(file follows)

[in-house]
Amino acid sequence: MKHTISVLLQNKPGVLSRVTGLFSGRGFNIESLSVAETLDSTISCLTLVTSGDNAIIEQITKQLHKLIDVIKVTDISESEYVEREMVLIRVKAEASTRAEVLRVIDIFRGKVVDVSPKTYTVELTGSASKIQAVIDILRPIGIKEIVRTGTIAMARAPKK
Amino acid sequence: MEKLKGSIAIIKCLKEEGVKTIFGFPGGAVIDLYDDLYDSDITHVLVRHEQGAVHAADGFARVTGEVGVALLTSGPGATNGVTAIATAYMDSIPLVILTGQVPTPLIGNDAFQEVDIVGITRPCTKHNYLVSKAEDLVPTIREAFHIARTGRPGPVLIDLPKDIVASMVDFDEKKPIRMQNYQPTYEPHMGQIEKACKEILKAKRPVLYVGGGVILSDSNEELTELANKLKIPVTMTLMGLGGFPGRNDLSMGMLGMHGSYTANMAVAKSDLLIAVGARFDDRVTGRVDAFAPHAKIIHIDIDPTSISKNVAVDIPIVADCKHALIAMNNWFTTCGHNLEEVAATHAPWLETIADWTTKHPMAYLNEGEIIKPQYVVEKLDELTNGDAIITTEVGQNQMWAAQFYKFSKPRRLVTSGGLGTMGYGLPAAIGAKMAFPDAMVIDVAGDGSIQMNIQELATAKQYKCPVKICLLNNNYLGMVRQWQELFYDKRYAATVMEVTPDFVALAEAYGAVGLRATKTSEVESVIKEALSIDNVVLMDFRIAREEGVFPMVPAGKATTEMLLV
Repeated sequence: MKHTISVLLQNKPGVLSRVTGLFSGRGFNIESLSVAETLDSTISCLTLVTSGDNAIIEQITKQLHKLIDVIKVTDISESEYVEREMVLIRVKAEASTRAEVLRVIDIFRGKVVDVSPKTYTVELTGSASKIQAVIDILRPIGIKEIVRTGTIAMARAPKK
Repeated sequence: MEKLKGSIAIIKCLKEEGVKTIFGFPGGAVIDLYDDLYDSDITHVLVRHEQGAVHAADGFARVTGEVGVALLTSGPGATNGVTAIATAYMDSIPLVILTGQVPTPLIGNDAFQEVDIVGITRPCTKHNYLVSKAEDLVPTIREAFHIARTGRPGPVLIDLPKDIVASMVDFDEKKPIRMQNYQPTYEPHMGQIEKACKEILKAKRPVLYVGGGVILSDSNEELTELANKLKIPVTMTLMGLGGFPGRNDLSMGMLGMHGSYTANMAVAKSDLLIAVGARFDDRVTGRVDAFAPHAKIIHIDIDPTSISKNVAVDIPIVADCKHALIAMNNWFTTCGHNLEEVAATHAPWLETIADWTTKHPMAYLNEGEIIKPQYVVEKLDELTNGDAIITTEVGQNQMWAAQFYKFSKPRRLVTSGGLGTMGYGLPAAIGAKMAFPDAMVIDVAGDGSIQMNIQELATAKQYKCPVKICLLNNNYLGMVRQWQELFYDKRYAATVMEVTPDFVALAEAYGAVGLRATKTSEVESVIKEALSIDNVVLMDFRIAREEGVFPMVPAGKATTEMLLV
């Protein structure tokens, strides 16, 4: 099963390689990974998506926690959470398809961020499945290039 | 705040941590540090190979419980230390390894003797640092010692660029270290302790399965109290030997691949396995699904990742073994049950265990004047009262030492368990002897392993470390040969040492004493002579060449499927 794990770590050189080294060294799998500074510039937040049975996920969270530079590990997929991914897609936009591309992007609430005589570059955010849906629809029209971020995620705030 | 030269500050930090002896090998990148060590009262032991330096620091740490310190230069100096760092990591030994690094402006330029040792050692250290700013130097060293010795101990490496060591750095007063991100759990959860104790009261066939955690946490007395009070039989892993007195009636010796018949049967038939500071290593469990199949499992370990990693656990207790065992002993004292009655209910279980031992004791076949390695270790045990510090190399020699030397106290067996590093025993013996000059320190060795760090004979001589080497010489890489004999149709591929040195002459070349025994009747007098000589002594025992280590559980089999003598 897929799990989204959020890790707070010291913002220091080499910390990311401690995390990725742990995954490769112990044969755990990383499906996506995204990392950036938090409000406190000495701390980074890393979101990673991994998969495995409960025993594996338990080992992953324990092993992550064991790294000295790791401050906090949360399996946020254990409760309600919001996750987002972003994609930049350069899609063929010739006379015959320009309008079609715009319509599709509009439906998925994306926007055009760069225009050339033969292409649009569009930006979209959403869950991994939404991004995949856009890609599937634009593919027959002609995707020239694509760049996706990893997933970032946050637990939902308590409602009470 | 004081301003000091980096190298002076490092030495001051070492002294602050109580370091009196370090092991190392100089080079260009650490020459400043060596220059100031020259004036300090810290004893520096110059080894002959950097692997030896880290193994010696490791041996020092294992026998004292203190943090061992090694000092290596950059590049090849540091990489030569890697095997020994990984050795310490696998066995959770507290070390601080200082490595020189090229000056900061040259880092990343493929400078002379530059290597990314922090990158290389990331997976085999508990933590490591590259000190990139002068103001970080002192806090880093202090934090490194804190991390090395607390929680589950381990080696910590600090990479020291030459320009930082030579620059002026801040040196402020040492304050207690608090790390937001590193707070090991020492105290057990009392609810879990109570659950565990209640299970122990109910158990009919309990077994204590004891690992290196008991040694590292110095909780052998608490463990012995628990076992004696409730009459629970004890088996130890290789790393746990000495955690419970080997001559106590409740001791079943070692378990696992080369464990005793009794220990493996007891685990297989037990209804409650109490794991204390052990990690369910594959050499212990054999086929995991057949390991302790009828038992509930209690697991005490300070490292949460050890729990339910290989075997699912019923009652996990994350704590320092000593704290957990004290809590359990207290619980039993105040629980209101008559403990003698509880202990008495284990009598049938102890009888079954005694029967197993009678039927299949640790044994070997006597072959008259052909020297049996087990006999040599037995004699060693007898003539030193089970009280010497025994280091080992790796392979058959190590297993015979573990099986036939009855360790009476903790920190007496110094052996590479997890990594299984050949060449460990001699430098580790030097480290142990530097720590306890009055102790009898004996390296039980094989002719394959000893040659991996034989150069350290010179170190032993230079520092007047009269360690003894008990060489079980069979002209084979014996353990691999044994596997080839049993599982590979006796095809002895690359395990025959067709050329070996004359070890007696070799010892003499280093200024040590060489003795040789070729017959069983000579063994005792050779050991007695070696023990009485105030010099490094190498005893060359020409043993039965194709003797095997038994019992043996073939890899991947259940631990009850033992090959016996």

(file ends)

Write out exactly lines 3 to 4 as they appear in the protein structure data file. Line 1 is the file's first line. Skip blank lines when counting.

Amino acid sequence: MEKLKGSIAIIKCLKEEGVKTIFGFPGGAVIDLYDDLYDSDITHVLVRHEQGAVHAADGFARVTGEVGVALLTSGPGATNGVTAIATAYMDSIPLVILTGQVPTPLIGNDAFQEVDIVGITRPCTKHNYLVSKAEDLVPTIREAFHIARTGRPGPVLIDLPKDIVASMVDFDEKKPIRMQNYQPTYEPHMGQIEKACKEILKAKRPVLYVGGGVILSDSNEELTELANKLKIPVTMTLMGLGGFPGRNDLSMGMLGMHGSYTANMAVAKSDLLIAVGARFDDRVTGRVDAFAPHAKIIHIDIDPTSISKNVAVDIPIVADCKHALIAMNNWFTTCGHNLEEVAATHAPWLETIADWTTKHPMAYLNEGEIIKPQYVVEKLDELTNGDAIITTEVGQNQMWAAQFYKFSKPRRLVTSGGLGTMGYGLPAAIGAKMAFPDAMVIDVAGDGSIQMNIQELATAKQYKCPVKICLLNNNYLGMVRQWQELFYDKRYAATVMEVTPDFVALAEAYGAVGLRATKTSEVESVIKEALSIDNVVLMDFRIAREEGVFPMVPAGKATTEMLLV
Repeated sequence: MKHTISVLLQNKPGVLSRVTGLFSGRGFNIESLSVAETLDSTISCLTLVTSGDNAIIEQITKQLHKLIDVIKVTDISESEYVEREMVLIRVKAEASTRAEVLRVIDIFRGKVVDVSPKTYTVELTGSASKIQAVIDILRPIGIKEIVRTGTIAMARAPKK